Lab Tracks

Lab Track: It’s Beginning to Look a Lot Like Fishmen

Today’s lab track, courtesy of fellow Labber Anne, explores the idea of…I mean, it illuminates the issue that…well, really, it’s just fun. It’s a musical parody of a famous Christmas carol with lyrics based on the story of The Shadow Over Innsmouth by H.P. Lovecraft. What better for the day after Christmas than a song that turns a Christmas carol on its gills?

It’s beginning to look a lot like fish-men
Everywhere I go;
From the minute I got to town
And started to look around
I thought these ill-bred people’s gillslits showed.
I’m beginning to hear a lot of fish-men
Right outside my door,
As I try to escape in fright
To the moonlit Innsmouth night
I can hear some more.

They speak with guttural croaks and to hear them provokes
A profound desire to flee
Their eyes never blink and quite frankly they stink
Like a carcass washed up from the sea.

I wish I’d paid attention to that crazy drunken man.
He tried to warn me all about old Marsh’s Deep One clan.

It’s beginning to look a lot like Fish-men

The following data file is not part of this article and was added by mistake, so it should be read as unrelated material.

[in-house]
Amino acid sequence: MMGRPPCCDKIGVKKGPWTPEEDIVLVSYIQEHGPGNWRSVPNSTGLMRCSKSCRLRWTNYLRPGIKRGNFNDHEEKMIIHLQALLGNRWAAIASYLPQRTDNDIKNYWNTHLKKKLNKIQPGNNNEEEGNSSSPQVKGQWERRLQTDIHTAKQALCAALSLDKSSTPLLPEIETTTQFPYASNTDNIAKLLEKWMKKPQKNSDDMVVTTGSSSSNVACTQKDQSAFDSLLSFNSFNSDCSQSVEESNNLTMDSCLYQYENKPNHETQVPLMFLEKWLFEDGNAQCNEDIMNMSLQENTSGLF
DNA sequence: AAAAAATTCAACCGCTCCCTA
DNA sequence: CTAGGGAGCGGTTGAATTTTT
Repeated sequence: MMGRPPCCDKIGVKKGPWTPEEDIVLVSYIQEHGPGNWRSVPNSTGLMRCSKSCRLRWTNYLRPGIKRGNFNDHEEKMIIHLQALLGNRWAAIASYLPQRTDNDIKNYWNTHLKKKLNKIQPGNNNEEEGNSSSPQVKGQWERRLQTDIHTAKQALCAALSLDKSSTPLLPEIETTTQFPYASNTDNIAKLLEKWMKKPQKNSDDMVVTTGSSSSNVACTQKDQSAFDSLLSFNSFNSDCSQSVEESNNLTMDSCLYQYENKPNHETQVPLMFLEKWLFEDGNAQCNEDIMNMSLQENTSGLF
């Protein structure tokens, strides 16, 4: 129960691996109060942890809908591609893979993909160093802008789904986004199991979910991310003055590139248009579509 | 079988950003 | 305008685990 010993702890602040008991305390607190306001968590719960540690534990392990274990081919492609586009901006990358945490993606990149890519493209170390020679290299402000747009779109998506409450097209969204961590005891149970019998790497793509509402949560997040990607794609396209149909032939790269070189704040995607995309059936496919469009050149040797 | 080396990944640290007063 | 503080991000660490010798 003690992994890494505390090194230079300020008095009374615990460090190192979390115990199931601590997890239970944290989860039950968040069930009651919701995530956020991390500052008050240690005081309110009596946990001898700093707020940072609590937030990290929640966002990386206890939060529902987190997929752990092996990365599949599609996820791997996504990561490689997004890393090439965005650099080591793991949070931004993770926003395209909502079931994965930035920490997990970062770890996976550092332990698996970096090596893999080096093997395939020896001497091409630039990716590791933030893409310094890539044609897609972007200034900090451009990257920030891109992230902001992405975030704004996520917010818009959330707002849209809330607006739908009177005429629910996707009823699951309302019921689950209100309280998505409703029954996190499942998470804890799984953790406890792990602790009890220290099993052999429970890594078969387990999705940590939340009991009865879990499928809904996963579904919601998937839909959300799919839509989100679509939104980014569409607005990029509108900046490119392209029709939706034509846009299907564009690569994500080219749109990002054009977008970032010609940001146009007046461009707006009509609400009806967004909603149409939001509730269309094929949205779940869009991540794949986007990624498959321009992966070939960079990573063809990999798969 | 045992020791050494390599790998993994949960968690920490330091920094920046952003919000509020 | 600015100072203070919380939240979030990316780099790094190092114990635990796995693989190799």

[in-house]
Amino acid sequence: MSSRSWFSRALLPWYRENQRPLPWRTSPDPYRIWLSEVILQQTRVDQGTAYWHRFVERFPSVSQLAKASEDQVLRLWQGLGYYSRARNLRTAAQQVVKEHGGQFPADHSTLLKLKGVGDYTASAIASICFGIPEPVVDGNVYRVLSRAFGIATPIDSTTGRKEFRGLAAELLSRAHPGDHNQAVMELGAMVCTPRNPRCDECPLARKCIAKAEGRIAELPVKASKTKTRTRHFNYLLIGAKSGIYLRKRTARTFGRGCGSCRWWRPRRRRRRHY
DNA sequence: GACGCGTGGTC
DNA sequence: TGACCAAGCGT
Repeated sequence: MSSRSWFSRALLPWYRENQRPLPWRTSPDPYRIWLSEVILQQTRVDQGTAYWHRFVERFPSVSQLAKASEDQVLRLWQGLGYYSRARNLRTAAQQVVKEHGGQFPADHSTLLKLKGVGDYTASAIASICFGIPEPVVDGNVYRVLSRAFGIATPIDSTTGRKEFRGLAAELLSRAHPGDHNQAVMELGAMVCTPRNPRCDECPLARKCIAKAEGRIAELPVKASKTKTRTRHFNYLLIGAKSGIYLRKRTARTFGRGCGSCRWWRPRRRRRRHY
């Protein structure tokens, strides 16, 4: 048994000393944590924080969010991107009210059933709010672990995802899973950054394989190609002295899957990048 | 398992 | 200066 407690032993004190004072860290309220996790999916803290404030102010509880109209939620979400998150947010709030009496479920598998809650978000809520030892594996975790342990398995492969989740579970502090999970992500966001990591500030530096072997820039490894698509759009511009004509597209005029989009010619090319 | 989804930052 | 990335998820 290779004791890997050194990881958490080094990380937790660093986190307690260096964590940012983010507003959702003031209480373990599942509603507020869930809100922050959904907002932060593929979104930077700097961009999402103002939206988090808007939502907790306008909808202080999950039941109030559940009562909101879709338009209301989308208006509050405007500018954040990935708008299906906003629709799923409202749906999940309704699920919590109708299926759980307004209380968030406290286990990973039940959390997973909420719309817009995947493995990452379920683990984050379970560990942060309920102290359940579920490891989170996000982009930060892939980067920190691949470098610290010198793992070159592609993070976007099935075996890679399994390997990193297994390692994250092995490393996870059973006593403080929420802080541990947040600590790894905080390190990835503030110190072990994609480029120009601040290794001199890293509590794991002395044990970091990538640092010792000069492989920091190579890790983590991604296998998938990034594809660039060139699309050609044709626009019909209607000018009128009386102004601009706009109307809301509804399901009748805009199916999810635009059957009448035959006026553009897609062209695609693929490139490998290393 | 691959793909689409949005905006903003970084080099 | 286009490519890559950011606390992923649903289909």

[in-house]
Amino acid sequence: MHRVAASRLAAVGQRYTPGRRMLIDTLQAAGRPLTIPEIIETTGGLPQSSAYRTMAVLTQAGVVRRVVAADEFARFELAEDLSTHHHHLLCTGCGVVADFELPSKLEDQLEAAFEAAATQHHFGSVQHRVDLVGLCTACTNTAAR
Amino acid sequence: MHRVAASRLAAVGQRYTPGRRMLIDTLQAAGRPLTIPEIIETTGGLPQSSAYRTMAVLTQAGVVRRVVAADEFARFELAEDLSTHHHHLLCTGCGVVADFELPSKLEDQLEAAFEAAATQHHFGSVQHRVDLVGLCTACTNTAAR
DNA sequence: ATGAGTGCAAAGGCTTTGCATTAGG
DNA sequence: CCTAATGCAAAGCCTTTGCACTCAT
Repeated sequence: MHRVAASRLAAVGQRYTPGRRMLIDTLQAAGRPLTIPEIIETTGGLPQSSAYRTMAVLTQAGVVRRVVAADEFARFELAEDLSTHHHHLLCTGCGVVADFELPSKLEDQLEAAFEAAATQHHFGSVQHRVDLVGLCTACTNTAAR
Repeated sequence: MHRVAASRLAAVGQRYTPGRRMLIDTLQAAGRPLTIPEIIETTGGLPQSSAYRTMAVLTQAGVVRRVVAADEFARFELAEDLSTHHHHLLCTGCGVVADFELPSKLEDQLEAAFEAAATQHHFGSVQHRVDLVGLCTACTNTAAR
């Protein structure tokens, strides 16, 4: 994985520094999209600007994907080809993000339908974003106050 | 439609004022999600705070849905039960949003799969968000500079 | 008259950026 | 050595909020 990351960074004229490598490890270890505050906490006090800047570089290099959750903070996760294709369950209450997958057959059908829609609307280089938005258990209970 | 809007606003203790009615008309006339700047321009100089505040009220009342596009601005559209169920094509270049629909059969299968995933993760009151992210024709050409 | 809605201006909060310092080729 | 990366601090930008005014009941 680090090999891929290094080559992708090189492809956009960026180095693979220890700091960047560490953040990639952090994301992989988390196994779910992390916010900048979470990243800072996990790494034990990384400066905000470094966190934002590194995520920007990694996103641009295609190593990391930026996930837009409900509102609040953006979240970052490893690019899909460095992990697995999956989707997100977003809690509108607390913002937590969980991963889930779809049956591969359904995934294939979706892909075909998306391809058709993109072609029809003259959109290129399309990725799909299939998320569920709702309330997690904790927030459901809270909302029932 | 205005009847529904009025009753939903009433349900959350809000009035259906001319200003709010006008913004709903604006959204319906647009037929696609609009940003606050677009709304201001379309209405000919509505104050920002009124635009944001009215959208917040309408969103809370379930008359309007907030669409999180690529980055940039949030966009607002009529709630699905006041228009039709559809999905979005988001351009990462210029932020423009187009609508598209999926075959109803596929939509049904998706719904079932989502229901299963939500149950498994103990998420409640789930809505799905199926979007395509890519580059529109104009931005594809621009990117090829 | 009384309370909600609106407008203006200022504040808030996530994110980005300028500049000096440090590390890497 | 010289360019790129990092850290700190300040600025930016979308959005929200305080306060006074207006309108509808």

Everywhere I go;
They can dynamite Devil Reef,
but that’ll bring no relief,
Y’ha N’thlei is deeper than they know.
I’ll continue to see a lot of fish-men
That I guarantee.
For the fish-man I really fear
is the one who’s in the mirror
And he looks like me.
He looks just like me.

This has been another installment of Monday Lab Tracks. Send us your musical recommendations through our contact link at the top of the page, and tell us what you think of the song in the comments below!

Ashley Hamer

Ashley Hamer (aka Smashley) is a saxophonist and writer living in Chicago, where she performs regularly with the funk band FuzZz and jazz ensemble Big Band Boom. She also does standup comedy, sort of, sometimes. Her tenor saxophone's name is Ladybird.

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  1. The H.P. Lovecraft Historical Society’s Solstice CDs are a hoot. My favourite is the Carol of the Bells send-up. 🙂

  2. My Scary Solstice CDs arrived today, alas not even in time for Eastern Orthodox Cthulhumas, but good enough.

    Oh tidings of madness and woe!

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